UFC 159 concluded in a way that many people predicted. Once the dust settled and Jon Jones’ toe was reattached, the biggest debate became rules pertaining to eye pokes.

The fights in New Jersey were tarnished with strange moments, including a fighter calling timeout because his tape was coming unraveled. Somehow, the night took me back to the feeling I had when the replacement referees were officiating the first part of the 2012 NFL season. There was a consistent feeling that things were going to spiral out of control and to a certain extent they did.

Referee Kevin Mulhall was at the center of one of the most controversial moments of the odd evening. During the third round of the bout between light heavyweights Gian Villante and Ovince St. Preux, Mulhall made one of the most knee-jerk decisions ever seen inside the Octagon, but it appears he was going by the rules in the state of New Jersey. During an exchange of punches, OSP’s finger strayed into Villante’s eye. Villante reacted at anyone would under the circumstances, cringing in pain as he tried to recover. When Mulhall asked Villante if he could see following being poked in the eye, Villante said “no.” And Mulhall immediately waved the fight off, ending it at 33 seconds of the final stanza (OSP would take the win via a technical decision).

There aren’t very many people who would be able to see immediately after being poked in the eye. Heck, most of us fall apart if an eyelash gets into our eye. If given the opportunity to take a minute and blink a bit, however, chances are your vision will come back and you could then continue the fight. Villante wasn’t afforded this opportunity when the fight was stopped without hesitation by Mulhall.

There are a couple of things I absolutely hated about the way the rules were implemented at UFC 159. For starters, as mentioned, the fighter wasn’t given a few minutes to see if his vision would clear up. Second, why should a fight go to the scorecards in the event of an eye poke? If a fighter is the recipient of an illegal blow to the eye, accidental or not, the one who committed the violation should be disqualified, just as one is disqualified for illegal elbows, a kick to a downed opponent or punches to the back of the head. What’s to stop a fighter from being ahead in a fight and purposely poking his opponent in the eye because he feels the momentum of the fight is shifting? If he does it while ahead in the fight, it’ll go to the scorecards and he or she walks away with a win. Who knows, maybe it was done on Saturday night. Surely it’s been done in the past.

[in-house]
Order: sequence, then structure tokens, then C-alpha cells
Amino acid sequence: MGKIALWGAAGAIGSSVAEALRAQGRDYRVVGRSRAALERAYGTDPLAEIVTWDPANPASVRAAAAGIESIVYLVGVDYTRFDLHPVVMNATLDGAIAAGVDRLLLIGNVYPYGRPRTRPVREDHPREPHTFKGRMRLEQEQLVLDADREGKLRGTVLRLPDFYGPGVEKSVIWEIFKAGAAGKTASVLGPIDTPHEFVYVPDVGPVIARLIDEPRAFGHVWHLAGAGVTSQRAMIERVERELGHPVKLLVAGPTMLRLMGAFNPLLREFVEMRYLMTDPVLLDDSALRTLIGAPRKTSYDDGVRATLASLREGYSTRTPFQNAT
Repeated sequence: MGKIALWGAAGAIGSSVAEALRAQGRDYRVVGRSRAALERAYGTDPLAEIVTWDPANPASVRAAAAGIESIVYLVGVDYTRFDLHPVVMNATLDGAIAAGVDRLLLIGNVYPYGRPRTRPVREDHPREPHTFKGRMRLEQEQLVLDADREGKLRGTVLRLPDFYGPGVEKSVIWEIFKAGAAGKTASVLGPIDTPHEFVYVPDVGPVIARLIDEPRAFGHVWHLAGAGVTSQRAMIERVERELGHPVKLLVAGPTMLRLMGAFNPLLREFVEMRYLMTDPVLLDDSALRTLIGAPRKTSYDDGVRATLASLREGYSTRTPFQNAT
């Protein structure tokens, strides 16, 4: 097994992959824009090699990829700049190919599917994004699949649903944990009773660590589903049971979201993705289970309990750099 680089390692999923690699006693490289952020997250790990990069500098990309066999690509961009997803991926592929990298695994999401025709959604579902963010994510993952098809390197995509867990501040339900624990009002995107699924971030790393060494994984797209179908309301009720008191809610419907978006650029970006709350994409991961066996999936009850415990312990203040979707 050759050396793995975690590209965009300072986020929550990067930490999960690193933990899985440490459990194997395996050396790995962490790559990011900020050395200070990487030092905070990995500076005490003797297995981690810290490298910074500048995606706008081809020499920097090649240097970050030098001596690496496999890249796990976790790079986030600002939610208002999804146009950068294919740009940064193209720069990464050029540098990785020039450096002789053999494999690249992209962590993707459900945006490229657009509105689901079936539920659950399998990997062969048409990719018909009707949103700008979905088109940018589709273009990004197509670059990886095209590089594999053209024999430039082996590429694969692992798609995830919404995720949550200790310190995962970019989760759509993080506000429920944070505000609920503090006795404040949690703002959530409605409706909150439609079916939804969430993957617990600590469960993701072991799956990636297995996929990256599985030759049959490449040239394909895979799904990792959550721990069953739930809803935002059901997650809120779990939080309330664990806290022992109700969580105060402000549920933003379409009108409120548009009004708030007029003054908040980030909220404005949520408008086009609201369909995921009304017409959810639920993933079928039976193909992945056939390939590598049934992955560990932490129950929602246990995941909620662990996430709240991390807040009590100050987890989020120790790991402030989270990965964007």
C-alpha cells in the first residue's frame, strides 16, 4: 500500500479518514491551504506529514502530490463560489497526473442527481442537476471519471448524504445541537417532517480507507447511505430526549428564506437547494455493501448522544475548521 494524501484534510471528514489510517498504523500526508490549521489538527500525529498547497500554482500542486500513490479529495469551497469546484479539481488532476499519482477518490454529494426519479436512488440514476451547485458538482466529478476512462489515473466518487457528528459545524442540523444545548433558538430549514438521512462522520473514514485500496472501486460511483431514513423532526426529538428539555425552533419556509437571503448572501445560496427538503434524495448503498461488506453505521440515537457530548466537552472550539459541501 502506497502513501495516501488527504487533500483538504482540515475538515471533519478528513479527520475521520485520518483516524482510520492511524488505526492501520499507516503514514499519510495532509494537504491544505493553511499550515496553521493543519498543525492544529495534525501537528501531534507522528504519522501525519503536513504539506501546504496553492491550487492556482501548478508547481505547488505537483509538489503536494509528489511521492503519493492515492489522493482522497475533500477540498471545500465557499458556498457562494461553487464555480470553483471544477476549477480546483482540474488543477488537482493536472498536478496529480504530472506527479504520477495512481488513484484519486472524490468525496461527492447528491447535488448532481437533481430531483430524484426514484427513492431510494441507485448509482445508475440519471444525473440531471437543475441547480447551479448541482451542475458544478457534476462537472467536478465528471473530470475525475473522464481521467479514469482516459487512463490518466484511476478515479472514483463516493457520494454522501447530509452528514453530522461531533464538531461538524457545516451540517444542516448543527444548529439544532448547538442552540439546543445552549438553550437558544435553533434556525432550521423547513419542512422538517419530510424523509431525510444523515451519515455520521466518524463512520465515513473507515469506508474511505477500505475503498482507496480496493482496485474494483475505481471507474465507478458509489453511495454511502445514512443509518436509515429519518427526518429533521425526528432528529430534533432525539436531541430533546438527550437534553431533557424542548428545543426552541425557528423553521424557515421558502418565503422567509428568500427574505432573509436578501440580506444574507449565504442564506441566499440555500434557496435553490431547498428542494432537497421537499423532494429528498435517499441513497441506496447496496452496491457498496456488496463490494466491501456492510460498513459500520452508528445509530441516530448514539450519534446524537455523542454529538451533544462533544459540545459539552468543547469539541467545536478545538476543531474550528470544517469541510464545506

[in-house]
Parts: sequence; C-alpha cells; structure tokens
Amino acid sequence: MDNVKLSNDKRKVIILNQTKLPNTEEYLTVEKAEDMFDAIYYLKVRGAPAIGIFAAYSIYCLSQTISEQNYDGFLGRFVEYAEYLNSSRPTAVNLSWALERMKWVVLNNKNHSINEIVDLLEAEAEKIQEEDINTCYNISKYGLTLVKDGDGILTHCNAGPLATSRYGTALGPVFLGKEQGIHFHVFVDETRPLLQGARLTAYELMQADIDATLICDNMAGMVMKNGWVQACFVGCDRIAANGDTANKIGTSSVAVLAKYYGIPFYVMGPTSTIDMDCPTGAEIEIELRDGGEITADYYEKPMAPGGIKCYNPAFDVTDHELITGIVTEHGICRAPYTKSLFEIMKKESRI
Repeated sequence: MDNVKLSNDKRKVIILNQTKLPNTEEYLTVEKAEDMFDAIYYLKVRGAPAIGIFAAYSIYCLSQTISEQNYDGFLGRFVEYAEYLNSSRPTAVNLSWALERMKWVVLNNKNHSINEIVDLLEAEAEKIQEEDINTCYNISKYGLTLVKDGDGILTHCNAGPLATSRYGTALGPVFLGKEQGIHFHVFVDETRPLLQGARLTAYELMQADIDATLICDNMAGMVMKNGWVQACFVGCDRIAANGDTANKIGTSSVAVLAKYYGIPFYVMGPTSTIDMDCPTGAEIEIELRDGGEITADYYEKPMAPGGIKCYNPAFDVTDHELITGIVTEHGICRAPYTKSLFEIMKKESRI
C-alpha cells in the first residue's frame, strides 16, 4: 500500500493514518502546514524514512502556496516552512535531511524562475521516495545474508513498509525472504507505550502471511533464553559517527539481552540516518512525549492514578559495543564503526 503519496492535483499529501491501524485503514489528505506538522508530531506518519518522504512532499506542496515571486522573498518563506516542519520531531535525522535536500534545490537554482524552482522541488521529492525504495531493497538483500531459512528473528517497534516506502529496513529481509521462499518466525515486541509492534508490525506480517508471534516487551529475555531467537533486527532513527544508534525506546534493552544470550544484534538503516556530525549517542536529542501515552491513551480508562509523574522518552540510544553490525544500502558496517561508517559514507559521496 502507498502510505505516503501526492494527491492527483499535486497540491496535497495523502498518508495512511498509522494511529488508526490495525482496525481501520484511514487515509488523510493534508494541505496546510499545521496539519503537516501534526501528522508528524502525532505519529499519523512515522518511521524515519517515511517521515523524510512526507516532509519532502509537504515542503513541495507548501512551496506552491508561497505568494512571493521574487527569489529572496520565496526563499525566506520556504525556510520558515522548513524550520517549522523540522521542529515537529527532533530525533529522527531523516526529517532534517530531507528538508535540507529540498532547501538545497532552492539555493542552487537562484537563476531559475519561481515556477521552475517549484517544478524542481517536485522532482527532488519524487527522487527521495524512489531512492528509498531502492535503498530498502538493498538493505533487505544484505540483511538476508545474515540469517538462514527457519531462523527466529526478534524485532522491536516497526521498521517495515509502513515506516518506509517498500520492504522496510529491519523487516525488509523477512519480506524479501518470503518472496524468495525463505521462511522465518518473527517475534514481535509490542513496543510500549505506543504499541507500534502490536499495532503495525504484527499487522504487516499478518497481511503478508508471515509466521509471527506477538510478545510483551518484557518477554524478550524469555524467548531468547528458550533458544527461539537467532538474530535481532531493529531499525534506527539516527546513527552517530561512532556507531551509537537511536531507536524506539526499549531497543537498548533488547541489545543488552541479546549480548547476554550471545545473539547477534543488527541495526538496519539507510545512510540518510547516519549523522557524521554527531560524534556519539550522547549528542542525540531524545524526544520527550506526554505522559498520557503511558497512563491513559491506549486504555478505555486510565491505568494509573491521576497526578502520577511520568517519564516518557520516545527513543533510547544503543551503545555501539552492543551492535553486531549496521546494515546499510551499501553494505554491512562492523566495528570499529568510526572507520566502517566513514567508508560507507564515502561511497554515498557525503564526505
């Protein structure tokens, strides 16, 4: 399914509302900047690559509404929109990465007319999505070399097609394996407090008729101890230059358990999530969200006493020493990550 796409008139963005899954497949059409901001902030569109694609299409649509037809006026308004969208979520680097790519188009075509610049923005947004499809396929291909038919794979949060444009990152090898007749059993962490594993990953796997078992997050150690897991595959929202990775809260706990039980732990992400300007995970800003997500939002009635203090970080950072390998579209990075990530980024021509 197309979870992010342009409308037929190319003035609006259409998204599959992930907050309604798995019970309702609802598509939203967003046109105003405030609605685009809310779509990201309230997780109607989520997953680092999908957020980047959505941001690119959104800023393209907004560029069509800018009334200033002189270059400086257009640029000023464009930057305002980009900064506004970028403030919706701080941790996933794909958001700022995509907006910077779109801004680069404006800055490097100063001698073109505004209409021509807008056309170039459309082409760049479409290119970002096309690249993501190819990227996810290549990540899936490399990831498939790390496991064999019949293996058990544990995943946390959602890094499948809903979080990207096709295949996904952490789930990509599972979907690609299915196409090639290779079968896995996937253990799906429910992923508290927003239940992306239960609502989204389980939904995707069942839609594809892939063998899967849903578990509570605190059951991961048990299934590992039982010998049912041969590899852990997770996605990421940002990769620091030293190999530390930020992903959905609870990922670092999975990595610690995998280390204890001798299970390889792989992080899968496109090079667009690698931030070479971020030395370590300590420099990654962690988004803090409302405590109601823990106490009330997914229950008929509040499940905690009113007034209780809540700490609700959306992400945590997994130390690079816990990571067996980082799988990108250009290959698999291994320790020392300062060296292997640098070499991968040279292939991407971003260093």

I’m not quite ready to jump on the Joe Rogan bandwagon and demand a change in equipment. Although there are training gloves that provide protection from fingers, I think there should first be an implementation of some sort of consequence for poking your opponent in the eye.

Would it be too much for the UFC to track eye pokes in the same way the NBA tracks technical fouls and then fine the athlete for hitting a benchmark of violations? For example, if Michael Bisping has three eye pokes in one calendar year, he would be fined $50,000 on the third infraction.

Something even more realistic would be for an immediate deduction of a point (assuming the poke doesn’t prevent the opponent from continuing). Instant replay would need to be used to verify the eye poke did happen. Should the opponent not be able to continue (after being given five minutes to recover), the fight should be ruled a no-contest.

Of course these suggestions may require some tweaks prior to implementation, but a competition committee of sorts within the UFC can fine tune a plan that addresses this issue and maintains the integrity of the sport moving into the future.

Photo: Gian Villante pleads to continue after suffering an eye poke (Esther Lin/MMA Fighting)

About The Author

Joe Chacon
Staff Writer

Joe Chacon is a Southern California writer that has also spent time as a Featured Columnist for Bleacher Report, as well as a Staff Writer for Operation Sports. Joe has a passion for the sport of MMA, as well as most other sports.